ICMR conducted a cross-sectional study at AIIMS hospital in Delhi from May-June on 50 COVID-19 patients
ICMR conducted a cross-sectional study at AIIMS hospital in Delhi from May-June on 50 COVID-19 patients|Representational image
NATIONAL

Gargled water may be an alternative testing method for COVID-19

Adoption of gargle lavage for sample collection will lead to substantial cost savings by reducing the need for swabs and personal protective equipment

Simran Bajaj

Simran Bajaj

Guwahati: Gargled water may be a feasible alternative to swab sample for COVID-19 detection, said a study published by the Indian Council for Medical Reseach (ICMR).

This will enable an easy way of self-collecting sample for COVID-19 testing, hence, relieving healthcare workers, and also lead to substantial cost savings by reducing the need to train health workers, reduce requirement for swabs and personal protective equipment.

The primary objective of the study was to assess agreement between gargle lavage and swab as a viable alternative for detection of SARS-CoV-2, and the secondary objective was to assess the patient acceptability of the two sampling methods.

According to reports, top researchers at ICMR conducted a cross-sectional study at AIIMS hospital in Delhi from May-June on 50 COVID-19 patients. They found that all gargle samples were positive and comparable to their corresponding swab samples irrespective of severity of symptoms and duration of illness.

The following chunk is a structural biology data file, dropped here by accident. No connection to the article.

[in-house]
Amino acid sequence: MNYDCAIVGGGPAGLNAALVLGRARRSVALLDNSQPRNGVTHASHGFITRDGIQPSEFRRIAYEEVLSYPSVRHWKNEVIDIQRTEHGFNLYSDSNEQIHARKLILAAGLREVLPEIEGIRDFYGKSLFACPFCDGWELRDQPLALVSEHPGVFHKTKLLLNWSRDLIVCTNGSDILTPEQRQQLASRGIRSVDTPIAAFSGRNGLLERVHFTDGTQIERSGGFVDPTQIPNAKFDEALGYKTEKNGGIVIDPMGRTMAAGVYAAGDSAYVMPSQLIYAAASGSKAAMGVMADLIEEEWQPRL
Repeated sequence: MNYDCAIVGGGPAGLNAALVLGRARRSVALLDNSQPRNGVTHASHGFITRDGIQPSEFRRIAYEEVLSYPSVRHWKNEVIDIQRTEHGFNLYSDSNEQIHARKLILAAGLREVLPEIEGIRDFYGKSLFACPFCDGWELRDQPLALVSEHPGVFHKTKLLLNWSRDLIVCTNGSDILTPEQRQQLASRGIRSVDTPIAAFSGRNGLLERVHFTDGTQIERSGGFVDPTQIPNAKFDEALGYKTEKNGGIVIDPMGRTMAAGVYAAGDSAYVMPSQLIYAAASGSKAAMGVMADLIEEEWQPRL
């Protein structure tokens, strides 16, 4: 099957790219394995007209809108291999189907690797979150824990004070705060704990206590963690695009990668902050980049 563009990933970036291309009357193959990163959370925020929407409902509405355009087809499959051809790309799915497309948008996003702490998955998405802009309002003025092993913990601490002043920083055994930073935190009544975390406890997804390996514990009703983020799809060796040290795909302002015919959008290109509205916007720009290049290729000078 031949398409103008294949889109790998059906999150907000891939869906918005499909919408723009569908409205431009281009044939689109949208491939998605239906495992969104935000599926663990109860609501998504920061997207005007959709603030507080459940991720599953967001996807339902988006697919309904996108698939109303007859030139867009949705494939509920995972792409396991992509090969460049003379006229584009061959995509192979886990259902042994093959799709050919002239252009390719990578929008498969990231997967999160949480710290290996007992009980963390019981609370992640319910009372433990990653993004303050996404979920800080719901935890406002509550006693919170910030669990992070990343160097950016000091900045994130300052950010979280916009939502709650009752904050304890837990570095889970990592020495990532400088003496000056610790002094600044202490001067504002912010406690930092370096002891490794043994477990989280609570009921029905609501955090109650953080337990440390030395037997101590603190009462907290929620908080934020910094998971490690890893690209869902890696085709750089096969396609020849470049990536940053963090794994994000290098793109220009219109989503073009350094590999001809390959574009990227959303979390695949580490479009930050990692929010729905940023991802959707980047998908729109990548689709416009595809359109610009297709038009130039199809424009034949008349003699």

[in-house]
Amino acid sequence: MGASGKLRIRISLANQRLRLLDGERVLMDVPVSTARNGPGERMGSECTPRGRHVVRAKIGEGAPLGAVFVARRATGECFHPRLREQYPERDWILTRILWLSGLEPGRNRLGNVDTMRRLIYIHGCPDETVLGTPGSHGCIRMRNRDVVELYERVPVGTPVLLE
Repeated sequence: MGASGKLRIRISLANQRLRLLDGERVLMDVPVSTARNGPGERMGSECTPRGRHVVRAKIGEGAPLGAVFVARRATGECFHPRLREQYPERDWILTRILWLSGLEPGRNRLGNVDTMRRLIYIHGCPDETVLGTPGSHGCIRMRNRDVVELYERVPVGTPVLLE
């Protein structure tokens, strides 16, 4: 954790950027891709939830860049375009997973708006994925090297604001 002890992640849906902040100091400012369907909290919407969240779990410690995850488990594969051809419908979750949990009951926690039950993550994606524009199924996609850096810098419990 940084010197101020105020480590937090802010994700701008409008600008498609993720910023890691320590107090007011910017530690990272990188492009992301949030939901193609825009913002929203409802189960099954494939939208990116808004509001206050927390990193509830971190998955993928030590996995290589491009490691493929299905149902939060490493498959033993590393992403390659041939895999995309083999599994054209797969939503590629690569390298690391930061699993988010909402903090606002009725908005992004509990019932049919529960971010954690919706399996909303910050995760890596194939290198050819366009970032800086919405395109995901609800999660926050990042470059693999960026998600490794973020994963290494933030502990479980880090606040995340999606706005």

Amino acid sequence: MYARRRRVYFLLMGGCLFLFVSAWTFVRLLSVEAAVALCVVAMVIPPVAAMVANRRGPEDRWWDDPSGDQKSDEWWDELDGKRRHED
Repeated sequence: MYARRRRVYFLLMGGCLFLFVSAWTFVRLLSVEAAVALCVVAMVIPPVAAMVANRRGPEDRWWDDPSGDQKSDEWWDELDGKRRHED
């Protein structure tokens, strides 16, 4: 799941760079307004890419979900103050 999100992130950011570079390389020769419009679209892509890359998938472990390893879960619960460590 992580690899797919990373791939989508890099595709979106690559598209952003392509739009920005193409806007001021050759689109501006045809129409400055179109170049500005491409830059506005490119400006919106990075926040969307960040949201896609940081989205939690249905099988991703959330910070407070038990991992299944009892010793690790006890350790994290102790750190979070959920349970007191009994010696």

Meanwhile, in terms of patient acceptability, majority (72%) of the patients reported moderate to severe discomfort with swab collection in comparison to 24% reporting only mild discomfort with gargle collection.

However, there are certain limitations to the method as to minimize the risk of transmission due to aerosols and to maximize the benefits, it would be best to employ it for home collection. Further, gargle sample cannot be used in patients who are critically ill as well as in young children/patients who may not be able to follow instructions/perform gargle, noted the study.

Though gargle collections seems to reduce the resource intensive method of swab collection, but currently, there is little published information on the suitability of gargle specimens to diagnose SARS- CoV-2 infection, underscored the study.

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